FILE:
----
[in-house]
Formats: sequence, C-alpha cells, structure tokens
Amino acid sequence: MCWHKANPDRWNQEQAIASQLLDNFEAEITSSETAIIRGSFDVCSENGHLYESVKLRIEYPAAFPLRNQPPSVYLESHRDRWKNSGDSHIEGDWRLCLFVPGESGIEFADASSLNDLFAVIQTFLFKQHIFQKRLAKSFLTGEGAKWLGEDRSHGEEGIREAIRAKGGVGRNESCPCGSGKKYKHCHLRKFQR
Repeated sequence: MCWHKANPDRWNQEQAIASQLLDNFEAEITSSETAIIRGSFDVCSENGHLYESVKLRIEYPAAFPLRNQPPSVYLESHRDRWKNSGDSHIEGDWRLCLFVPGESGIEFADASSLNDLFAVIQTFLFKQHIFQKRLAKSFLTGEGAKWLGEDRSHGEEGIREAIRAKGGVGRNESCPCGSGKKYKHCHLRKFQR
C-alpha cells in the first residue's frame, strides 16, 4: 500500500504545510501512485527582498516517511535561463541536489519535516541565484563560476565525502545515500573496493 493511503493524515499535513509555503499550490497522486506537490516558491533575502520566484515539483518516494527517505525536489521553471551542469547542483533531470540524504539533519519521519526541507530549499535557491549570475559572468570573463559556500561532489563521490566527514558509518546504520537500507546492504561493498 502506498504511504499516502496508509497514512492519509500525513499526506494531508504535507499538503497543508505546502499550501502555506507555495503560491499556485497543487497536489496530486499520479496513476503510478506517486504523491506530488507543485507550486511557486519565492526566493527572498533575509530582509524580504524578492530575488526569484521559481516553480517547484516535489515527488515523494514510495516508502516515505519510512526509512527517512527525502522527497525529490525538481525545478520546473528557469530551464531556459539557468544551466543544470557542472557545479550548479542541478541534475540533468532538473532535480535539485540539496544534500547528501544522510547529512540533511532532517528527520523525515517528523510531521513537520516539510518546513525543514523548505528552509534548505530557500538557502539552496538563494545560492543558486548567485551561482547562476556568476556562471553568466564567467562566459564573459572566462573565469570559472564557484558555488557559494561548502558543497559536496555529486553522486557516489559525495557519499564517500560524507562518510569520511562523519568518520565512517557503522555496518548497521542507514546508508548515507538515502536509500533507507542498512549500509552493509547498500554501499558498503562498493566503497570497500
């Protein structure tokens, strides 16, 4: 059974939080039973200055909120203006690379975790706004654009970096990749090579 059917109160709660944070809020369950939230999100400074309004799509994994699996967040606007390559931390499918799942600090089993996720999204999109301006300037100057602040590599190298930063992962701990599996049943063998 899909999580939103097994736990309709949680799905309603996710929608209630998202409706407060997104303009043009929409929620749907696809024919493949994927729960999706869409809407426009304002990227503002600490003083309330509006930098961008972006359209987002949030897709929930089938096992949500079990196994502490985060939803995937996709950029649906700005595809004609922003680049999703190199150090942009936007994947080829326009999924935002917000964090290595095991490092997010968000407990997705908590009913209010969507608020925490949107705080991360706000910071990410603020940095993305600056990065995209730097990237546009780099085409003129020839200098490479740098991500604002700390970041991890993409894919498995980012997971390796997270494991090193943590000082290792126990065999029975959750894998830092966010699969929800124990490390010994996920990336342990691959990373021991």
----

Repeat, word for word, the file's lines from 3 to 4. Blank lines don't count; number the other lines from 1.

Amino acid sequence: MCWHKANPDRWNQEQAIASQLLDNFEAEITSSETAIIRGSFDVCSENGHLYESVKLRIEYPAAFPLRNQPPSVYLESHRDRWKNSGDSHIEGDWRLCLFVPGESGIEFADASSLNDLFAVIQTFLFKQHIFQKRLAKSFLTGEGAKWLGEDRSHGEEGIREAIRAKGGVGRNESCPCGSGKKYKHCHLRKFQR
Repeated sequence: MCWHKANPDRWNQEQAIASQLLDNFEAEITSSETAIIRGSFDVCSENGHLYESVKLRIEYPAAFPLRNQPPSVYLESHRDRWKNSGDSHIEGDWRLCLFVPGESGIEFADASSLNDLFAVIQTFLFKQHIFQKRLAKSFLTGEGAKWLGEDRSHGEEGIREAIRAKGGVGRNESCPCGSGKKYKHCHLRKFQR